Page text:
British councils will be given the power to auction off shops that have been empty for more than a year

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Ministers are seeking to tackle the scourge of empty shops on Britain’s high streets by allowing local authorities to take control of the properties, a move that has sparked unrest among landlords.

Under long-awaited plans, councils will be able to hold ‘high street rental auctions’ with no reserve price for properties that have been empty for more than a year.

Landlords of the auctioned properties will have to accept new tenants on leases of up to five years, even if they offer annual payments well below apparent market rates.

The initiative is the brainchild of Secretary Michael Gove and is being rolled out in a bid to “tackle the scourge of empty shops on the high street” and prevent landlords “sitting in empty properties”.

However, the move has been criticized by some landlords, who say it undermines property rights and risks damaging prices on the wider high street.

Currently one in seven shops on Britain’s high streets are empty, adding to the sense of decay in already struggling city centres.

About 80 percent of empty shops in Britain have been empty for more than two years, while more than one in five have been empty for more than four years, according to figures cited by the government in its response to a technical consultation on the details . of this week’s policy.

“Tackling the problem of long-term vacancy. . . is at the heart of the government’s next level agenda,” the report said. “We want to breathe new life into the once bustling city centers and transform them into vibrant places.”

With a £2 million rollout, eight councils will begin testing the program this summer, with the first auctions scheduled for September and the first units occupied in October.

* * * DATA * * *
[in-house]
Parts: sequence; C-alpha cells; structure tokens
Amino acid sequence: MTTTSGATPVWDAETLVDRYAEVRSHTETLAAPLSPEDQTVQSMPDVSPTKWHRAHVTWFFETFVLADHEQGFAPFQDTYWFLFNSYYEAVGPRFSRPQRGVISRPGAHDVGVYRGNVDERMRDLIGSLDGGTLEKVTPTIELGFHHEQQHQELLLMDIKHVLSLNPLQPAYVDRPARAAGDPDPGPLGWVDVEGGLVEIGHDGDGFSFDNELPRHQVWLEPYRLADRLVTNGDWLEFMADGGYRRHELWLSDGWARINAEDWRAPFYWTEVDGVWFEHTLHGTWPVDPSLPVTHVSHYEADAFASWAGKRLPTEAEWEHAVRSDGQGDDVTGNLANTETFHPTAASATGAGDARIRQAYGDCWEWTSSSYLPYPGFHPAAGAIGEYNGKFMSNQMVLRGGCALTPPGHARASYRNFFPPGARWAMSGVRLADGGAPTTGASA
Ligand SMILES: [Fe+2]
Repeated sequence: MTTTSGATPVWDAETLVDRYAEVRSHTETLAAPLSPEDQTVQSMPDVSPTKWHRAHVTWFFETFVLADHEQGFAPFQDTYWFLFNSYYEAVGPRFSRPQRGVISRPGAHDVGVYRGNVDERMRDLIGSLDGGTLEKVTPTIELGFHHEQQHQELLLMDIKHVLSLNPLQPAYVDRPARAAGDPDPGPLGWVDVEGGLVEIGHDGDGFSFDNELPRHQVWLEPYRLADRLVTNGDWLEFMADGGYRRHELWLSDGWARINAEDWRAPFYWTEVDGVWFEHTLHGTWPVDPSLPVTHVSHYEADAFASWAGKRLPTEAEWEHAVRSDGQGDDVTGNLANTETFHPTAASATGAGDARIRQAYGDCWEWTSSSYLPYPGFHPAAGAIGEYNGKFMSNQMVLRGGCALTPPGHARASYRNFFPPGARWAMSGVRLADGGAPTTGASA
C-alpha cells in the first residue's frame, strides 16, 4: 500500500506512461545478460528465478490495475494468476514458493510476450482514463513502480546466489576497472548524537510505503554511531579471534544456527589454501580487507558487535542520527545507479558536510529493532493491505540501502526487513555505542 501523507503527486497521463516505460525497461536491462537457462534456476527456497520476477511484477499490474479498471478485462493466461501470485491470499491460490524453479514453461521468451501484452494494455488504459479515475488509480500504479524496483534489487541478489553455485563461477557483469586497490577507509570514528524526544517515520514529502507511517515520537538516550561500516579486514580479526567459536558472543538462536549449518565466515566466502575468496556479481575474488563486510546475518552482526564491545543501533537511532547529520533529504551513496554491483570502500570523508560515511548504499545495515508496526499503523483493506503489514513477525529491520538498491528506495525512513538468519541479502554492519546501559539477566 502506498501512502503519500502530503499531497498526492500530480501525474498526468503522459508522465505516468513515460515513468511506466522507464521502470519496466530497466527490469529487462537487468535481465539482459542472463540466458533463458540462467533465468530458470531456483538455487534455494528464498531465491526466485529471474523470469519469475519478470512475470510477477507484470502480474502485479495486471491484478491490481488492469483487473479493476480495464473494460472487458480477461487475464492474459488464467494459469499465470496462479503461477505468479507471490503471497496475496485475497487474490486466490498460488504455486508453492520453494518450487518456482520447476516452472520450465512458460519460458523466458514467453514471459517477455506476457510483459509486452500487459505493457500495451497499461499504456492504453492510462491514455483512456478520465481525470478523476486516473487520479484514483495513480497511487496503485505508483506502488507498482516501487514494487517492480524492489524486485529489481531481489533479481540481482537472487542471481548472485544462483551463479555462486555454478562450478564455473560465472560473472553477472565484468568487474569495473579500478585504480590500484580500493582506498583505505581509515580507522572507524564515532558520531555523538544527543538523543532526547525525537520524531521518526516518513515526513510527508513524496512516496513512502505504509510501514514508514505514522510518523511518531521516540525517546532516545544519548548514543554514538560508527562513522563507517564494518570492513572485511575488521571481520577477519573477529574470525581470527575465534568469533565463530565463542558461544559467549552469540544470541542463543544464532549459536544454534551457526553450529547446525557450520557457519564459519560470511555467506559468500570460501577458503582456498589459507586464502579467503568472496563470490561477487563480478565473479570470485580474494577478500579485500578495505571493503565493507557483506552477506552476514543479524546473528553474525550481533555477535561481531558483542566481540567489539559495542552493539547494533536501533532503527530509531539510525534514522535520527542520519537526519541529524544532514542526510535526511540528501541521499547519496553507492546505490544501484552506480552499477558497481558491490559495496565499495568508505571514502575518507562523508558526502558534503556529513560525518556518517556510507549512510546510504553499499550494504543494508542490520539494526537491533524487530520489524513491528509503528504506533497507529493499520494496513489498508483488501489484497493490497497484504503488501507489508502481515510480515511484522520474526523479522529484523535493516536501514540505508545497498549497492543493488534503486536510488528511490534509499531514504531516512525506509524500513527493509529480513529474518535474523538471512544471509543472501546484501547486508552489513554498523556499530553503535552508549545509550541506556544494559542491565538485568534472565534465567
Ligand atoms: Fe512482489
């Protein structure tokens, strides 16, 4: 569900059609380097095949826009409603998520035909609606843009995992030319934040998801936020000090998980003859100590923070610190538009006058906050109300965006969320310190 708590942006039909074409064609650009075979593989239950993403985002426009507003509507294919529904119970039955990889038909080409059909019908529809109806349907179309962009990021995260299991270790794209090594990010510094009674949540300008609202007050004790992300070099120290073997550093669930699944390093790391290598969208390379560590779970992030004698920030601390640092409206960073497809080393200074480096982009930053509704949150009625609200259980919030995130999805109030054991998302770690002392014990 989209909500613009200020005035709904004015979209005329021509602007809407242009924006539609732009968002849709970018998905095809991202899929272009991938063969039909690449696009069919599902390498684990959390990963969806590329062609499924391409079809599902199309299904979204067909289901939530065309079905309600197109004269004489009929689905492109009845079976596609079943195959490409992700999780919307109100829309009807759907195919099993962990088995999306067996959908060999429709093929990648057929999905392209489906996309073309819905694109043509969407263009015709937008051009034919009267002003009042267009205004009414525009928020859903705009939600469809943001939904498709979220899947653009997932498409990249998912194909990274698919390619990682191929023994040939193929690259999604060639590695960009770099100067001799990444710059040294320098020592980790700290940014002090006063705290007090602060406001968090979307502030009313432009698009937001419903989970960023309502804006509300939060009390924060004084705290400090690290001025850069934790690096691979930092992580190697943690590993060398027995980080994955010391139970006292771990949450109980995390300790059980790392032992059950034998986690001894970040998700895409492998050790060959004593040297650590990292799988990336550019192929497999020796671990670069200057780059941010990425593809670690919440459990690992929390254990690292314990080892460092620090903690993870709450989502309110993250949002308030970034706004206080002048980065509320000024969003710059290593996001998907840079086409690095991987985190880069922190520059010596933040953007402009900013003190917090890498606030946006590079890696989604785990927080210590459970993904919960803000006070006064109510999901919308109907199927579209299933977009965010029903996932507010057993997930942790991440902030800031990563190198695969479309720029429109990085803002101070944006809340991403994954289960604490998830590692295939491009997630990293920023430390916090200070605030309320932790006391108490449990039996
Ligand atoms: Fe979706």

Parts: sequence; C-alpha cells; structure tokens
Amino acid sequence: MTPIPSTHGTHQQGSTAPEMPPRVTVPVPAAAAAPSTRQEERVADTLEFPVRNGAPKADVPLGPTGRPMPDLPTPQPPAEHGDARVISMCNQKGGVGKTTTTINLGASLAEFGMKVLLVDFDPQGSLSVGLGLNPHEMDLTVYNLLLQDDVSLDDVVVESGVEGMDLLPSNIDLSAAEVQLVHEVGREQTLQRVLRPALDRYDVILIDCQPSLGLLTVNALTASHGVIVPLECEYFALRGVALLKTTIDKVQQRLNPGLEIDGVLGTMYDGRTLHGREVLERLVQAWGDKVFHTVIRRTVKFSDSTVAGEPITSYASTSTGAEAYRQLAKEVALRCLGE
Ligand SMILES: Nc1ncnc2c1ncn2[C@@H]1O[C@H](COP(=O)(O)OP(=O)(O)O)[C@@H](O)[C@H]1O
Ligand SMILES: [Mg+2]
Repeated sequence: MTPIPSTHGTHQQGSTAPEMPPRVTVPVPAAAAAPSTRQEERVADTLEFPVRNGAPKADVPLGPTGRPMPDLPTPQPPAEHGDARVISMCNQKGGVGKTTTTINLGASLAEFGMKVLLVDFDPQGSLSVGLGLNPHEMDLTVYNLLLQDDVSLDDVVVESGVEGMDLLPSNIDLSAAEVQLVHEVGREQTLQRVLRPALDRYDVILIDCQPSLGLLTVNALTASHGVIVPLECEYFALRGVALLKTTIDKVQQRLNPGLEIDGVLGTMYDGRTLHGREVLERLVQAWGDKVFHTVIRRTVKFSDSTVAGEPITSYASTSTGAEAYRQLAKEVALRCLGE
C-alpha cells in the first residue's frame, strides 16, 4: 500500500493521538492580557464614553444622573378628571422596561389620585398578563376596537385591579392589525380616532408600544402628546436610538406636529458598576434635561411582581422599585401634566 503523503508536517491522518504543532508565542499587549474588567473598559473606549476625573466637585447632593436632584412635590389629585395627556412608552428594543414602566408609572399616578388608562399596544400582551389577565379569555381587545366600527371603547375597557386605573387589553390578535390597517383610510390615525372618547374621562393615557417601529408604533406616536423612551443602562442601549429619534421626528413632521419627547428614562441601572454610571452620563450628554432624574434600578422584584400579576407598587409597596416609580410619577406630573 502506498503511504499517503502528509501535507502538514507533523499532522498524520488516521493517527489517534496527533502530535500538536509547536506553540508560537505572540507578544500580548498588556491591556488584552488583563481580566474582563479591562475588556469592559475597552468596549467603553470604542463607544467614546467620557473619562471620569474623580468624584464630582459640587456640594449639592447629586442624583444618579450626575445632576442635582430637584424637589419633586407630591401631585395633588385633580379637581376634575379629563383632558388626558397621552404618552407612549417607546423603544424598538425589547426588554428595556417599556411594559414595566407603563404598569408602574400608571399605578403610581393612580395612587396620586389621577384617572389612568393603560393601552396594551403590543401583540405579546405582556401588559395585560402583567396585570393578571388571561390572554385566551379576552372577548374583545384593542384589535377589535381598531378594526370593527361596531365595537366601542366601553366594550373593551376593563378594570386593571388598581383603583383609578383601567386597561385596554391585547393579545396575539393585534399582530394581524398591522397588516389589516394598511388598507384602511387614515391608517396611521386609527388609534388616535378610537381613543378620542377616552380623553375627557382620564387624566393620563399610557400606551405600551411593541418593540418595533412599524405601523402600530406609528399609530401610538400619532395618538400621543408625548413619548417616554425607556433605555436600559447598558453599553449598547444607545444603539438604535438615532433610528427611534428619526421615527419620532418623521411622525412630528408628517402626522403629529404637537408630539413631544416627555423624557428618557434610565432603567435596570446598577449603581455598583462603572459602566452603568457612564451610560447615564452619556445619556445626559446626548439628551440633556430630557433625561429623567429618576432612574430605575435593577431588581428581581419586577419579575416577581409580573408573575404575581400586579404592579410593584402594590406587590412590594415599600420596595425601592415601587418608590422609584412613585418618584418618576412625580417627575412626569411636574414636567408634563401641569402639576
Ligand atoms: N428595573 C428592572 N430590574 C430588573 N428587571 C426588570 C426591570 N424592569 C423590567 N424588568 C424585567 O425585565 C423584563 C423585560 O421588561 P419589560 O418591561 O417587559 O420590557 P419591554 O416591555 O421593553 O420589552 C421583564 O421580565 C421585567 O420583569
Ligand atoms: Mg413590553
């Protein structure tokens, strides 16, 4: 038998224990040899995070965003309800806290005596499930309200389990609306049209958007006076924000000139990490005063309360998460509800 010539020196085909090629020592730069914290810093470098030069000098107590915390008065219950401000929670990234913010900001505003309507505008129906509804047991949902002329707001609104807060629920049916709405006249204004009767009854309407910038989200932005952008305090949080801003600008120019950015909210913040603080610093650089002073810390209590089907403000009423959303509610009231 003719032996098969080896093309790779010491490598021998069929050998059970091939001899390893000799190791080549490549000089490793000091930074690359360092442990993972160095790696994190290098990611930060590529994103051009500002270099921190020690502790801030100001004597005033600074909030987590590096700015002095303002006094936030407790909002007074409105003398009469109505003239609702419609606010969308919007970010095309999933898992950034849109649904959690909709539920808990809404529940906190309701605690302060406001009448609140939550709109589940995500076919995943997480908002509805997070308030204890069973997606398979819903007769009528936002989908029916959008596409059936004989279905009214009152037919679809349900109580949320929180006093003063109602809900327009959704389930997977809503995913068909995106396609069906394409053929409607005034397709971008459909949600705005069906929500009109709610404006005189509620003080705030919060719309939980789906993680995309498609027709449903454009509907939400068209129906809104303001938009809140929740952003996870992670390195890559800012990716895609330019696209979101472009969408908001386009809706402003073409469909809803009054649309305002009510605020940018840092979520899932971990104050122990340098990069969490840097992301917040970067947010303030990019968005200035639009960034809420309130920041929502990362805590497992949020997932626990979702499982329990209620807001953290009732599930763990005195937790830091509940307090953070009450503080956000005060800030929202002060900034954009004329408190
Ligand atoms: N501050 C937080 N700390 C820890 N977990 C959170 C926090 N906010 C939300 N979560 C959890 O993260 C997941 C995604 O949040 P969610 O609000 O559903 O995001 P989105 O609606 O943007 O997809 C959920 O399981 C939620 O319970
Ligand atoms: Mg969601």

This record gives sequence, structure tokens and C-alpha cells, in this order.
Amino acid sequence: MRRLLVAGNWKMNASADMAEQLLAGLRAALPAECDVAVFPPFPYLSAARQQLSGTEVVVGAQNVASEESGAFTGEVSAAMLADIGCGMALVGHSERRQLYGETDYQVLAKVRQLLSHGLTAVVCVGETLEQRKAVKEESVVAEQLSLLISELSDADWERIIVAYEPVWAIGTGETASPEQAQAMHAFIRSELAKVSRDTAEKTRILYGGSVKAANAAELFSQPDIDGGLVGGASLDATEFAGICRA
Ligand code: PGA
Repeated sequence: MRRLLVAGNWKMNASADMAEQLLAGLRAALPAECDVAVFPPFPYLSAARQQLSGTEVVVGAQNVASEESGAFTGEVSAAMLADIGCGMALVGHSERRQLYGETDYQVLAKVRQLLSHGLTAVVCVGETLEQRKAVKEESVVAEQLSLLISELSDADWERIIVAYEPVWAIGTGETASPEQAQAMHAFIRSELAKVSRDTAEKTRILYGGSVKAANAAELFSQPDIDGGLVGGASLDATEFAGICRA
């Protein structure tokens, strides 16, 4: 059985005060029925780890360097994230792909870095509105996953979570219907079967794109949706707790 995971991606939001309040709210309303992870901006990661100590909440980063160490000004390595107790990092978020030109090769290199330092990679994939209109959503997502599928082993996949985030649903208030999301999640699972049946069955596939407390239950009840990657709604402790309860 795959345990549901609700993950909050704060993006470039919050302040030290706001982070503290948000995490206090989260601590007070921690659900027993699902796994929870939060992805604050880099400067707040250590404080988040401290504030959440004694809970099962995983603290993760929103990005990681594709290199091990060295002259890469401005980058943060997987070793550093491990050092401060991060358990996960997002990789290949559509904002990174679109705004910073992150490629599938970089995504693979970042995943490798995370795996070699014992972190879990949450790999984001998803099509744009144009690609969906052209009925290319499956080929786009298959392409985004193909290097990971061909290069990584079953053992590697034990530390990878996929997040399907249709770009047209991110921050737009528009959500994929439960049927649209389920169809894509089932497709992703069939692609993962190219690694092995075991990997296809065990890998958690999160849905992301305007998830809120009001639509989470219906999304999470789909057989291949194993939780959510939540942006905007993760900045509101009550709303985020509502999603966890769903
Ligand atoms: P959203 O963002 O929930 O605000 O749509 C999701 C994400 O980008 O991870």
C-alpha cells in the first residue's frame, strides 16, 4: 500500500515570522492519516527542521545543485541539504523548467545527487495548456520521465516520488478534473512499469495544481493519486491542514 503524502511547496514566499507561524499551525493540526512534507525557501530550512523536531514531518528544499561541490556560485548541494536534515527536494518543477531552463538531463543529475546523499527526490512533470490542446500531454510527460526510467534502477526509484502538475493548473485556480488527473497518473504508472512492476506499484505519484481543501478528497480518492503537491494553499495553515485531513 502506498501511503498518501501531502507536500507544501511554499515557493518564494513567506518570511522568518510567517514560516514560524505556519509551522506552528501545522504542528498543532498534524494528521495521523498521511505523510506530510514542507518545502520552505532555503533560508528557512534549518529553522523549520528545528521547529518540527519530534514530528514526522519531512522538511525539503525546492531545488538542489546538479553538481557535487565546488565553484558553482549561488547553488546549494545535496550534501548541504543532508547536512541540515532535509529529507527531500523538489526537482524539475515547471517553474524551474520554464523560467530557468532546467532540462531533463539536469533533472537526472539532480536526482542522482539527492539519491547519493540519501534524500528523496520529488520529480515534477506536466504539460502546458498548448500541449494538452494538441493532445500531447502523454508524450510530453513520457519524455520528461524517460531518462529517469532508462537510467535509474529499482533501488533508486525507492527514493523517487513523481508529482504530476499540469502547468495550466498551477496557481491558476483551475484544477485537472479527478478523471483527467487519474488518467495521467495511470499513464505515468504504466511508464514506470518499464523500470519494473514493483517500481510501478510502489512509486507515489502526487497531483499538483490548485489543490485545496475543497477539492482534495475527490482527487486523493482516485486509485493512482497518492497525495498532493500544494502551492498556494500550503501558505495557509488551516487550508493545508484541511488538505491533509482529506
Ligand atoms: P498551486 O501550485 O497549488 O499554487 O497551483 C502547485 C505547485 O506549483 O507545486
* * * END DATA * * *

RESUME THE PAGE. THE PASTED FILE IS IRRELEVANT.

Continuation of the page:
Landlords will be given an eight-week grace period to attempt to rent out the units, and will have a final choice over which tenants to select, as well as the right to appeal.

But some property owners are unhappy with the plan and the prospect of below-market rents. “This goes against property rights,” said one industry figure.

There is a belief in Whitehall that some landlords are deliberately leaving their properties vacant to maintain an artificially high valuation – which would collapse if the property were let at a relatively low rent. That is a claim the industry strongly denies.

Melanie Leech, chief executive of the British Property Federation, said the government was wrong to scapegoat landlords for the scourge of boarded-up shops, blaming “excessive business rates, a lack of local disposable income and changing shopping habits”.

“Property owners don’t keep stores empty on purpose; they incur costs and lose rent if they do,” she said, adding that the new scheme “misses the point.”

The government said there are “safeguards” built into the process to ensure it is applied proportionately.

A spokesperson for the Leveling Up department said the measure is “really aimed at landlords who are not working with the council at all and are not taking proactive steps to let the property”.

But Andy Thompson, national director of Eddisons Property Auctions – which sells around 3,500 properties a year, many for local authorities – said letting properties at low rents risked hitting neighboring landlords because the valuations were based on the rental prices paid in the area.

“If you pay low rents for that building, you devalue those assets,” he added.

Jacob Young, the Conservative Senior Minister, emphasized that the policy has the potential to be transformational: “These new powers will enable local communities to take back control,” he said.

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